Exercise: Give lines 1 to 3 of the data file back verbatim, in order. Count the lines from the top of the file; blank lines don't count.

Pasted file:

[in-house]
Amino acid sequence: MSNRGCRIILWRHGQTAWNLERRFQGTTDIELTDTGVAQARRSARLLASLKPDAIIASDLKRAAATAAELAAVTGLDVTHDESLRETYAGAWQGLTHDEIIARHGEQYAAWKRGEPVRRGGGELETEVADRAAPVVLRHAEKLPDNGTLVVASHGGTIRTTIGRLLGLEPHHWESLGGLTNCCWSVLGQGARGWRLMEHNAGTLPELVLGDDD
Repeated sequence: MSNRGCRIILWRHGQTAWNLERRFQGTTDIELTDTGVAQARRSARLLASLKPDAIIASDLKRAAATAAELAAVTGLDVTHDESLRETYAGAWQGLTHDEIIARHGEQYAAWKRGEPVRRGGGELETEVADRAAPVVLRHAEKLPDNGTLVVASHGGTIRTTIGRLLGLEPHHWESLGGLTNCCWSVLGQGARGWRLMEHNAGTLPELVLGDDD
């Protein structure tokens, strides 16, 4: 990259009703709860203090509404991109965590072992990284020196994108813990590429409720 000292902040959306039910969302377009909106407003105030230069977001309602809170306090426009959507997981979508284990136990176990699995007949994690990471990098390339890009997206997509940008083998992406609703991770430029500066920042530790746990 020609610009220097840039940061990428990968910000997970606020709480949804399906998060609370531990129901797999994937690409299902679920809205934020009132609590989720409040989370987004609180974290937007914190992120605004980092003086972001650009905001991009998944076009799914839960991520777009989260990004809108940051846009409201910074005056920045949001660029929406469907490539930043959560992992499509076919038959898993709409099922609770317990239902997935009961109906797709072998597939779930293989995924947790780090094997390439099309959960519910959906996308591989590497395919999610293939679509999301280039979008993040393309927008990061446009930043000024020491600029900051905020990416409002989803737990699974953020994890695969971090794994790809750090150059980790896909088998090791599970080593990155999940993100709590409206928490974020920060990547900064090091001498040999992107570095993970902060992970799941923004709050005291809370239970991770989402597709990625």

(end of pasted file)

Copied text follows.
[in-house]
Amino acid sequence: MSNRGCRIILWRHGQTAWNLERRFQGTTDIELTDTGVAQARRSARLLASLKPDAIIASDLKRAAATAAELAAVTGLDVTHDESLRETYAGAWQGLTHDEIIARHGEQYAAWKRGEPVRRGGGELETEVADRAAPVVLRHAEKLPDNGTLVVASHGGTIRTTIGRLLGLEPHHWESLGGLTNCCWSVLGQGARGWRLMEHNAGTLPELVLGDDD
Repeated sequence: MSNRGCRIILWRHGQTAWNLERRFQGTTDIELTDTGVAQARRSARLLASLKPDAIIASDLKRAAATAAELAAVTGLDVTHDESLRETYAGAWQGLTHDEIIARHGEQYAAWKRGEPVRRGGGELETEVADRAAPVVLRHAEKLPDNGTLVVASHGGTIRTTIGRLLGLEPHHWESLGGLTNCCWSVLGQGARGWRLMEHNAGTLPELVLGDDD